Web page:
Did Nazis exaggerate death toll in WWII Dresden air raid?
Dresden historians say only 25,000 Germans were killed in allied bombing of Dresden, not 500,000.
The Dresden Historians' Commission published a report this week claiming that only 25,000 people were killed in the Allies' air raid of the German city Dresden during world war II , unlike the previous estimation of up to half a million casualties, news agencies reported.
Over five years of research went into the study, in an attempt to end a long time dispute regarding the amount of casualties in the three-day bombing by British and United States between February 13 and 15, 1945.
"Remembering the Allied bombings of Dresden... still carries importance for the social-political understanding of how history is seen, how society is shaped, and how identities are formed," the commission was quoted as saying.
"In this debate, the number of people killed in the raids on Dresden has long been a crux of the argument that is key to certain views," they added.
Germany's far-right groups have claimed that the deadly bombing constitutes as a war crime, as the war was nearing its end when the attack leveled the German city to the ground. Their claim is based in the estimation of the immense number of casualties, which the commission is now disputing.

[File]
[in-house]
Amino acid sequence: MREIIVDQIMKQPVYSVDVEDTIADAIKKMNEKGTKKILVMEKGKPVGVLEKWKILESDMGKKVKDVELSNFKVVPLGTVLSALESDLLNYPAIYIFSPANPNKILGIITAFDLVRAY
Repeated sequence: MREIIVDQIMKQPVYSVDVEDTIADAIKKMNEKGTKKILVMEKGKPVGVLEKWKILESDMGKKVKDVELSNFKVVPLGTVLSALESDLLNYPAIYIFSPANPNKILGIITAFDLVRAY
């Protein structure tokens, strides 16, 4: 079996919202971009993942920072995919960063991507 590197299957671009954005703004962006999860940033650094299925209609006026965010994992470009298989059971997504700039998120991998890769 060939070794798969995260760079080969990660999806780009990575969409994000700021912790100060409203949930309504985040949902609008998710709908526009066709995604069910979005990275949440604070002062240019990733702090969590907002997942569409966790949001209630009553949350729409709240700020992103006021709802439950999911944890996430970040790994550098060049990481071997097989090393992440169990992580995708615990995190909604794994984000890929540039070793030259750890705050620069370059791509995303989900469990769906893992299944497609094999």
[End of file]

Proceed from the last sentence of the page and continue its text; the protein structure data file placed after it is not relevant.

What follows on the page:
The German researchers reviewed city archive materials, including documents from cemeteries, official registries and courts, all of which were then compared to published reports and witness accounts.
The commission also noted that fewer refugees fleeing the city were killed in the bombing than previously estimated, and rejected the reports that many bodies were never recovered in the rubble.
Some protestors were quick to condemn the findings, and over 150 people took to the streets in Dresden, in demonstration against the conclusions that the report has indeed ended the long standing debate over categorizing the attack as a war crime.
The British historian David Irving, who published a book in 1963 called The Destruction of Dresden, claimed that Nazi documents noted over 202,400 people perished in the air assault.
New Agencies quoted The Times historian Frederick Taylor, as saying in response that the Nazis simply added an extra '0' to the total figure.